Sure, you know skipping breakfast and feasting on Pop-Tarts is a bad idea now that you're pregnant—but new studies show that the benefits of healthy eating are even more significant than previously known. An Oregon Health & Science University Doernbecher Children's Hospital study found that women who eat a high fat diet are more likely to have babies with higher fat mass and smaller livers. Another study concluded that taking prenatal vitamins may reduce the risk of having children with autism. The benefits of eating right are undeniable—but what exactly should you be eating?
An expectant mom should consume an extra 300 calories each day. It’s tempting to grab a pint of Cherry Garcia and dig in, but unfortunately our friends Ben and Jerry don’t have the right stuff for supporting healthy fetal growth and development. The extra calories you eat should come from nutrient-rich food that supports you and your growing baby.
There isn’t one perfect pregnancy diet, but for the most part, eating a well-balanced diet with lots of fruits, veggies, whole grains and lean proteins will give baby what he or she needs. That said, there are a few specific nutrients that are essential to a healthy pregnancy diet. Here's what—and how much—you should be consuming each day:
• Folic Acid. Folic acid is the synthetic form of folate, a naturally occurring B vitamin found in many foods. Pregnant women should get 600 micrograms of folic acid a day to reduce the risk of serious birth defects, according to the March of Dimes. “The best way to get this micronutrient is through whole grains, citrus fruits, fortified hot and cold cereal,” says Lisa Brown, registered dietician and co-owner of Brown and Medina Nutrition. But don’t rely solely on diet—a prenatal vitamin can also help provide folic acid.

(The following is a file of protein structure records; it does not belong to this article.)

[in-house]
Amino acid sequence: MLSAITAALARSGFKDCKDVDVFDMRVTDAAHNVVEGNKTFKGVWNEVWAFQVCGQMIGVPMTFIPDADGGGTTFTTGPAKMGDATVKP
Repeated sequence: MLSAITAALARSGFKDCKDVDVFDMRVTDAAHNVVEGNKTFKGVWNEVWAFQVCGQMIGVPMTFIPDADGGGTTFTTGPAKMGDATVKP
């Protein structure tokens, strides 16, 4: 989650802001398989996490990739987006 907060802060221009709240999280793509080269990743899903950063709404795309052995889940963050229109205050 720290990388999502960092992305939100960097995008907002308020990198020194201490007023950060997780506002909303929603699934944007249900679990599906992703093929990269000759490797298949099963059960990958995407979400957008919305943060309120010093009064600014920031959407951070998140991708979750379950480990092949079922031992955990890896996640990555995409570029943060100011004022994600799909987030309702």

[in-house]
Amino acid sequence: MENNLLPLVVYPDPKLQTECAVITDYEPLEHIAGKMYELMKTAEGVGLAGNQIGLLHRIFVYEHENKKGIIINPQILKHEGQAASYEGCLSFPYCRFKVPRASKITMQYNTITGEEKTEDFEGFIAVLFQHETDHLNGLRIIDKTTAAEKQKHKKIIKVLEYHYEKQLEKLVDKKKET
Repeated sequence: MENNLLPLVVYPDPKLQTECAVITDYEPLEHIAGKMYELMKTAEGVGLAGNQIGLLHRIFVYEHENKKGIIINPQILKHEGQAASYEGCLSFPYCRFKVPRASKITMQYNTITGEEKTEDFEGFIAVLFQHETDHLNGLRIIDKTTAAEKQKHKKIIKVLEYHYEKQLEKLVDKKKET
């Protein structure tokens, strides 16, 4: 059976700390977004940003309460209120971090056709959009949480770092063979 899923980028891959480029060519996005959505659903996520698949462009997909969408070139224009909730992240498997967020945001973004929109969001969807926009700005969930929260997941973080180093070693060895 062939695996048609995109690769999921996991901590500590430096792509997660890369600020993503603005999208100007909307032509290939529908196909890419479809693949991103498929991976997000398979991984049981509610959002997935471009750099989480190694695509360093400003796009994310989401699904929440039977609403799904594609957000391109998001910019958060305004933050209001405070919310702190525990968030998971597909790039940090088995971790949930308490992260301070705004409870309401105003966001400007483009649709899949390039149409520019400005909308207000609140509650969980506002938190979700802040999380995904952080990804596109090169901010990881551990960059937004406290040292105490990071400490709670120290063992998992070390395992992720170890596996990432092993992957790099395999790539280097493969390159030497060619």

• Protein. Baby is dependent on protein to grow. The US Department of Agriculture (USDA) recommends 71 grams a protein a day. Getting enough protein is especially important in the second and third trimesters. Good sources of protein include lean meats, poultry, fish and lentils.
• Calcium. A calcium-rich diet will give you and baby strong bones and teeth. Calcium also keeps your circulatory, muscular and nervous systems in tip-top shape. USDA nutritionists recommend 1,000 milligrams a day. Dairy is the preferred source of calcium, but salmon, calcium-fortified orange juice and spinach are good too.
• Vitamin D. Vitamin D helps build baby’s bones and teeth. The recommended daily amount for pregnant women is 600 IU a day. Salmon is an excellent source of vitamin D, as is fortified milk and juice, asparagus and eggs.
• Iron. Get enough iron during your pregnancy (27 milligrams a day) to minimize the risk of preterm labor and low birth weight. Iron isn't only vital for baby–an iron deficiency during pregnancy can leave you susceptible to infections and feeling fatigued. Find iron in iron-fortified cereals, meat, beans and spinach. Iron from plant sources is not as easily absorbed by the body, but you can boost absorption by pairing iron-rich foods with ones high in vitamin C.
Healthiest Foods For Pregnancy
Brown recommends loading up on these nutrient-rich superfoods to support baby’s growth and development:
• Fish. Low in fat, high in protein and nutrient-dense, fish should be a staple of every pregnancy diet. Just steer clear of high-mercury fish like tuna, tile fish and king mackerel. For the gastronomically adventurous, try sardines-they're high in omega 3 fatty acids, calcium and protein. If sardines aren’t your speed, wild salmon is another great option.
• Greek Yogurt. Packed with more protein than regular yogurt and loaded with calcium, Greek yogurt is as delicious as it is nutritious.